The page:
It has nothing to do with the preparation, expense or subsequent cleanup after 50 or so friends and some of their kids ransack my house and/or liquor cabinet.
Hell, I relish the notion of introducing 50+ mostly novices to the sport I truly adore.
Besides, the theme is a chili cook-off as well, so you cannot beat the themes -- socializing while eating and drinking too much, pitching some horseshoes out back, and some friendly bets in the name of camaraderie.
What is disconcerting, particularly in the wake of several disappointing media stories and corporate developments at Churchill Downs, Inc., is the utter lack of respect for people who support thoroughbred racing on a regular basis.
On that note, I plan on muting the TV until race time, for fear of what should be a slew of stories on television centering on corporate greed and the lack of humanity in horse racing -- themes that embellish my view of the host of the 140th Kentucky Derby caring less about racing outside of Oaks and Derby Days.
Churchill is nothing but a casino company, pimping its racing in order to keep its "racino" licenses.
At the same time I want to enjoy the product and share it with my friends, I feel filthy in doing so.
Yet another of the many contradictions of fan of a sport where the customer is constantly getting squeezed, and where conflicts of interest are increasingly the norm.
I would rather not belabor the details discussed in digital media, but the most appalling tidbit to derive from Louisville, KY in the lead-up to the 140th Derby is Churchill Downs' treatment of the legendary jockey Ron Turcotte, 2-time Derby winner on Riva Ridge (1972) and the legendary Secretariat (1973); Turcotte is boycotting this year's race on account of brutally inhumane treatment of him by Churchill Downs.
Legendary trainer Graham Motion did not appear surprised by the news.
Speaking of inhumane, Churchill did nothing to keep trainer Steve Asmussen from saddling horses in Friday's Oaks or Saturday's Derby after startling allegations of cruelty to animals.
Around that same time, Churchill Downs announced an increase in parimutuel "takeout" on wagers at its namesake track, conveniently starting one week prior to Derby 140. The announcement sparked a boycott of Churchill among horseplayers, who according to some reports helped to dent Churchill's handle (or profit on horse wagers) by 12% alone last week.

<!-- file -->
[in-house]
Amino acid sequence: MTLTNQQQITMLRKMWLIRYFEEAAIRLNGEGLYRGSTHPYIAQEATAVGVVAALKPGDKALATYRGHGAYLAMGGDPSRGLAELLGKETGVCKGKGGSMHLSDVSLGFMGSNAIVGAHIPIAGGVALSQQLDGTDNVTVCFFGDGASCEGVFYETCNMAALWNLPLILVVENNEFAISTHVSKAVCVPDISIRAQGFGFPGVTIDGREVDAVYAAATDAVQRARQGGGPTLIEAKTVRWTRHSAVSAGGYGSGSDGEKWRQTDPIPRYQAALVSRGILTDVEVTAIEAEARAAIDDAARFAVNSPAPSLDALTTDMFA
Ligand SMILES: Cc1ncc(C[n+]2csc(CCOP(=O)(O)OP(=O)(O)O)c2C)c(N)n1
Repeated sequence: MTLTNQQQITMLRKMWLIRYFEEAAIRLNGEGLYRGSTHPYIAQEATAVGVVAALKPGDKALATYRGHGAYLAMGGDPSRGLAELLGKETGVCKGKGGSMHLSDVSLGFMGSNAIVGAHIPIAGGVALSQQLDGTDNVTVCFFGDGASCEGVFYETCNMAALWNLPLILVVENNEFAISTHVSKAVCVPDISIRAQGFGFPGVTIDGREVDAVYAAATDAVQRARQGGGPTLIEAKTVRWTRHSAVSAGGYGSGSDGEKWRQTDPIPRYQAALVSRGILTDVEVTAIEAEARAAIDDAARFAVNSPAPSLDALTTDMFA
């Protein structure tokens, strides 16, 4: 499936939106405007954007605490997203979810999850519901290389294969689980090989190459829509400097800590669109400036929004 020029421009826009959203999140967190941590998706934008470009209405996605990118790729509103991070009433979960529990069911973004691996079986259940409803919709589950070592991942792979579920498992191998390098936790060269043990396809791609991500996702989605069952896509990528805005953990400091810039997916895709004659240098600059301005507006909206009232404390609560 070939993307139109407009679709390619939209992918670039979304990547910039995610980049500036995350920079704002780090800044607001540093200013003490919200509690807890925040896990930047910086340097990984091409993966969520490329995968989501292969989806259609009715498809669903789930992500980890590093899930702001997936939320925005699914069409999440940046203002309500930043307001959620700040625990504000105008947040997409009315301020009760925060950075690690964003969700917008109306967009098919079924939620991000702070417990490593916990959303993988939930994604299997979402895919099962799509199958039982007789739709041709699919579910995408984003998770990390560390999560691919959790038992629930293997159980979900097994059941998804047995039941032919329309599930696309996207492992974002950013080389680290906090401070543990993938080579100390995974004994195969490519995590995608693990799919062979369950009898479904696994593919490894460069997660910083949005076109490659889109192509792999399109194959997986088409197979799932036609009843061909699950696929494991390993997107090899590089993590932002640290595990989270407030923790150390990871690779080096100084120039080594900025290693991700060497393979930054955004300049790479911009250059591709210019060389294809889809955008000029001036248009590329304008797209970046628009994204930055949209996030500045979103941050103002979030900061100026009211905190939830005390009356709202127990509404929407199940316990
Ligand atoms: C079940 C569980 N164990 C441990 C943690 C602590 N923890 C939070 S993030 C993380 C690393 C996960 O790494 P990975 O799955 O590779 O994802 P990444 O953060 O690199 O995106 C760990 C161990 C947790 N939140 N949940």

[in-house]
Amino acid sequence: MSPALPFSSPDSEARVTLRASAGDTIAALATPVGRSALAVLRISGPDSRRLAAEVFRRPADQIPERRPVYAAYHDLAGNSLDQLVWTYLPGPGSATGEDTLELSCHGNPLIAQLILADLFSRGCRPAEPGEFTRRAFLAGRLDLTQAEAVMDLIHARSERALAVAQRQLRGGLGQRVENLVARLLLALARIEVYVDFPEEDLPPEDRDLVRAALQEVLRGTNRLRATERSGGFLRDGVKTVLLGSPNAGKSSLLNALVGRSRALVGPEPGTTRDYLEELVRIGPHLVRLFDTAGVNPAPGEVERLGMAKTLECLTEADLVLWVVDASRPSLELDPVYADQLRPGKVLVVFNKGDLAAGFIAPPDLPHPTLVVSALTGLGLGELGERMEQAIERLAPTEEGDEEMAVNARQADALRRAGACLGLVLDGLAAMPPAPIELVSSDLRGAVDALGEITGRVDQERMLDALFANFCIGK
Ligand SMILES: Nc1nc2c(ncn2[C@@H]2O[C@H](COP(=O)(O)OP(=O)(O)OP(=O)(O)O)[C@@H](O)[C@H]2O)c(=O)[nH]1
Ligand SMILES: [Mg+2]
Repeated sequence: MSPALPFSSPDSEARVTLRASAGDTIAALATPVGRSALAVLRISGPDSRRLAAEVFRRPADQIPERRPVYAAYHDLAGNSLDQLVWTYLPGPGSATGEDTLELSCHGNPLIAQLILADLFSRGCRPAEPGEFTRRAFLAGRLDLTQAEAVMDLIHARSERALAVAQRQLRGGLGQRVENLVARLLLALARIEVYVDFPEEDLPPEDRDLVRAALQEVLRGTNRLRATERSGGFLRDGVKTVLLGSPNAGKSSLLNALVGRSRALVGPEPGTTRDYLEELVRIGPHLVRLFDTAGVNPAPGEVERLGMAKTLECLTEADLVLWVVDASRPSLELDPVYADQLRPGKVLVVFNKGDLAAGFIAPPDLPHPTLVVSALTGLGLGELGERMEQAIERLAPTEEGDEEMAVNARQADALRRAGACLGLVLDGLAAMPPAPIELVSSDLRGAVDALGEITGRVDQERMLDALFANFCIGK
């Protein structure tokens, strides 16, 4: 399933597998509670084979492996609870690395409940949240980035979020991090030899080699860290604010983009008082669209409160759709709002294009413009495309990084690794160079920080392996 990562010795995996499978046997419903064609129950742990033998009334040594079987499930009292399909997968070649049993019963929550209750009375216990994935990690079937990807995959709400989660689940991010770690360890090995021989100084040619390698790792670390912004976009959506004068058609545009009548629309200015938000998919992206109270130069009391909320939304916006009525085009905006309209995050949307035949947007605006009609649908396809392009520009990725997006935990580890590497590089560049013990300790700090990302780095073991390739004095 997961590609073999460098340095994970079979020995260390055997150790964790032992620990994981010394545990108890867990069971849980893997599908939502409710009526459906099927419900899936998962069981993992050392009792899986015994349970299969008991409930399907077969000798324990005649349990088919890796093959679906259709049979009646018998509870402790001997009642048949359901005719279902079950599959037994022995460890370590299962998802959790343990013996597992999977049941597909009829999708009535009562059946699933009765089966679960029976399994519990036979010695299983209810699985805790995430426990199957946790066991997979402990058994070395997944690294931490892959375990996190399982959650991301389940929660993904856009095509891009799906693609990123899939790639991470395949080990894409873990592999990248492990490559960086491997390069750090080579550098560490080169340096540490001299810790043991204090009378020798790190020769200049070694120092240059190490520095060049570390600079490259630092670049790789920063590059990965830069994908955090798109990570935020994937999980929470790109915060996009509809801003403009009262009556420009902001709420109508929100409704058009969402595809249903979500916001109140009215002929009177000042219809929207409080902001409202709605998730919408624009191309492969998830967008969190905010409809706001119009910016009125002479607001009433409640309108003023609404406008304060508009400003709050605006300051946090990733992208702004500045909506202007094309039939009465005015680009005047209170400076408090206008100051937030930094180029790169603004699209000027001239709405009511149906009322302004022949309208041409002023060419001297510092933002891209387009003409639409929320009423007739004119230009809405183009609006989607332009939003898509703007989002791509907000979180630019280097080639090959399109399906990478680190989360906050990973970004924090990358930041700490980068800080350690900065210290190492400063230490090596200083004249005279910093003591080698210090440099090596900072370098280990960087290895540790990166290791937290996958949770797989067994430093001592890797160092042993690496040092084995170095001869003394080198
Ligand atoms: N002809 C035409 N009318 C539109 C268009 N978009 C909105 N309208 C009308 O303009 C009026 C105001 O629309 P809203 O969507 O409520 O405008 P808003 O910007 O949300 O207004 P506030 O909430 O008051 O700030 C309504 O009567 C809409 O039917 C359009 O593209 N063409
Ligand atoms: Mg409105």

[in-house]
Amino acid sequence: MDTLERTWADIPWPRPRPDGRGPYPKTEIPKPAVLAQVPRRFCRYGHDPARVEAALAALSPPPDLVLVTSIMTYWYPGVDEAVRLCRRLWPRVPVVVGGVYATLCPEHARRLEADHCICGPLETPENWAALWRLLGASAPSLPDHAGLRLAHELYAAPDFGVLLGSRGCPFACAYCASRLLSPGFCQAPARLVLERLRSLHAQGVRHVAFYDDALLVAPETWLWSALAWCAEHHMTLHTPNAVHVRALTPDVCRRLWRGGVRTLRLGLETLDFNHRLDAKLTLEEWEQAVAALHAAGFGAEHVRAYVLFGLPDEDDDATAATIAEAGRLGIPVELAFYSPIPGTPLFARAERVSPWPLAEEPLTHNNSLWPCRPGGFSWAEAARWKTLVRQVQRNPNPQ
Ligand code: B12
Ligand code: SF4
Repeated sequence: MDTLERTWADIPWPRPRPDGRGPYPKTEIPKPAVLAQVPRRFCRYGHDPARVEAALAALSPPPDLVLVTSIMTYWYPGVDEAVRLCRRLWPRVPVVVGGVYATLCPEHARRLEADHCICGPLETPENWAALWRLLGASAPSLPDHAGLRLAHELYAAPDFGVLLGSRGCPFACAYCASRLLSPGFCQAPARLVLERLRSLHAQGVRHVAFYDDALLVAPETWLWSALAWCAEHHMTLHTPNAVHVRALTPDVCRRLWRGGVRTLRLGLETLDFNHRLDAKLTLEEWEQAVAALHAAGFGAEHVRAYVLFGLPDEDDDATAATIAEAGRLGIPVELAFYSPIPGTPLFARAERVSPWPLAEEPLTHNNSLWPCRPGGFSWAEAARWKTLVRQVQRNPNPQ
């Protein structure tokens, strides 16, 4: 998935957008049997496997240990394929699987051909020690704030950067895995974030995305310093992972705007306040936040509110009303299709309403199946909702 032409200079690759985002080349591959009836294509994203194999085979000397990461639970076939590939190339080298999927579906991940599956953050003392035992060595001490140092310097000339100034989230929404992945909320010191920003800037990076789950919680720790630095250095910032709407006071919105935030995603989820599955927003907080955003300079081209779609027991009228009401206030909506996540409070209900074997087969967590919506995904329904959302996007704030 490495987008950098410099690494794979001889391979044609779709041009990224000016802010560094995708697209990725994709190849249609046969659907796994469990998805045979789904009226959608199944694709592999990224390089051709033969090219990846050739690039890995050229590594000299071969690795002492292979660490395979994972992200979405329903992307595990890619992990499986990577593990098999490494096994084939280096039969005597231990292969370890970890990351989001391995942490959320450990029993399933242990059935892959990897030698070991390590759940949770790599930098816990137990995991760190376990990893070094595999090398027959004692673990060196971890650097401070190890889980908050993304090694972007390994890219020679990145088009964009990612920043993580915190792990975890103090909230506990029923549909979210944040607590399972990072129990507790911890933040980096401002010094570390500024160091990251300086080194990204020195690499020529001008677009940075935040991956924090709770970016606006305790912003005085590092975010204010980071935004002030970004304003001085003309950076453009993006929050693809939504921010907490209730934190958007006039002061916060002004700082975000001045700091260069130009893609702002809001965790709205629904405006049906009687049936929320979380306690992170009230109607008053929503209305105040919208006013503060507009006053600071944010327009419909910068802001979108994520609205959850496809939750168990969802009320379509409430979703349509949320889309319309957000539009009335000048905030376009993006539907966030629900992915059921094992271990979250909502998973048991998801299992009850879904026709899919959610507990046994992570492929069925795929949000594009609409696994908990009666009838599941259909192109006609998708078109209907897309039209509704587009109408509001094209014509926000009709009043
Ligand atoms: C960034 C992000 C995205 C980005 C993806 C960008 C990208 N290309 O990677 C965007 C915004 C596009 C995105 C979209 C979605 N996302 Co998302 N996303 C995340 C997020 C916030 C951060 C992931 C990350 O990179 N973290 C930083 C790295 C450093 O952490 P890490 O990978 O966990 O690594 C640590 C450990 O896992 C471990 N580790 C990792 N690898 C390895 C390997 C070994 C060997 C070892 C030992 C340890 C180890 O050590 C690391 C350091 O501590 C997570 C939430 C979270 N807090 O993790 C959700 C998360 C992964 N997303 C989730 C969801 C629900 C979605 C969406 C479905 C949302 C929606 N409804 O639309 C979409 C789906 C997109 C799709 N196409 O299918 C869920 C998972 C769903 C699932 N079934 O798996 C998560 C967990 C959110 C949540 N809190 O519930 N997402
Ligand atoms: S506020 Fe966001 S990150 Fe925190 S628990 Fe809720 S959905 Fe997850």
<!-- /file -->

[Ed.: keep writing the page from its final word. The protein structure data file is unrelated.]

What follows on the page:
In all, the corporation pissed on its own, though I am not even sure that legendary horsemen and the horseplayer public even fit that description anymore, since Churchill's basically a casino operator focused on concepts like "enhancing shareholder value."
Turcotte, along with the folks who actually keep the horse racing business going, can screw themselves, unless of course they are sitting on loads $88 shares of CHDN stock.
Rock and a Hard Place
On the heels of such knowledge, I sometimes wonder why I (or others) even follow the sport, or care at all about the Kentucky Derby.
After all, it is just 1 race, and one increasingly watered down in some cases by horses who have yet to win anything but a maiden race to this point -- a byproduct of the "points system" used to gain entry.
I care because I love the game, and this year the Derby party at my house is the springboard to introduce friends and family to a sport that, despite its warts, remains absolutely brilliant, in my mind.
This summer, in fact, I will be serving as an "ambassador" at Monmouth Park, where I will share my enthusiasm with other patrons at the track in a grassroots bid to revive interest in horse racing.
So, on Derby Day, I am more focused on showing my house guests a great time around the big race.
From a betting perspective, there is no greater intellectual challenge than sitting down to past performances to decipher which of the 19 thoroughbreds scheduled (as of 5 p.m. ET on Friday) has the best shot to finish first in a mile-and-a-quarter classic.
On that note, and in my own bit of protest toward Churchill Downs, I am more than halving my annual Kentucky Derby bankroll and generally focusing on making a sound pick for the 2014 contest starting today at Public Handicapper.
We Miss Artie is my 2014 Kentucky Derby selection.
There are several reasons to dislike this pick -- namely a horse with a grass and synthetic surface pedigree who in 3 prior tries did not seem to like running on dirt.
On the other hand, the more I pick apart the race, the more I can poke as many holes in the other horses I closely considered -- Danza, Intense Holiday and Wicked Strong -- and so decided to stick to my guns off what I thought was the most impressive Derby prep performance.
We Miss Artie, at 50-to-1 and perhaps capable of being sent off at even longer odds, showed glimpses in the Grade 3 Spiral Stakes at Turfway Park to suggest distance and a "troubled trip" are not a problem, as in the Spiral, We Miss Artie pretty much ran 3-4 paths wide of the others the entire mile and an eighth, and ran 5-6 paths wide down the stretch to nail the winner at the wire.
The Derby, to me...and this is no secret handicapping angle, is about getting a good trip. See Calvin Borel's ride on 50-to-1 Mine That Bird a few years back.
We Miss Artie might have been unimpressive in training earlier this week, but I have confidence that high-percentage jockey Javier Castellano can keep his horse out of trouble for one big run at the end after half the field burns out on the lead, and surface is not that big a concern as I see it, since there is no dead ringer in this field (despite how some people feel about California Chrome).
So, in much the same way that several others have had dirt kicked in their faces by Churchill Downs the corporation and prevailed, I anticipate that We Miss Artie will not mind overcoming adversity and some dirt in his face to upset the apple cart in Louisville.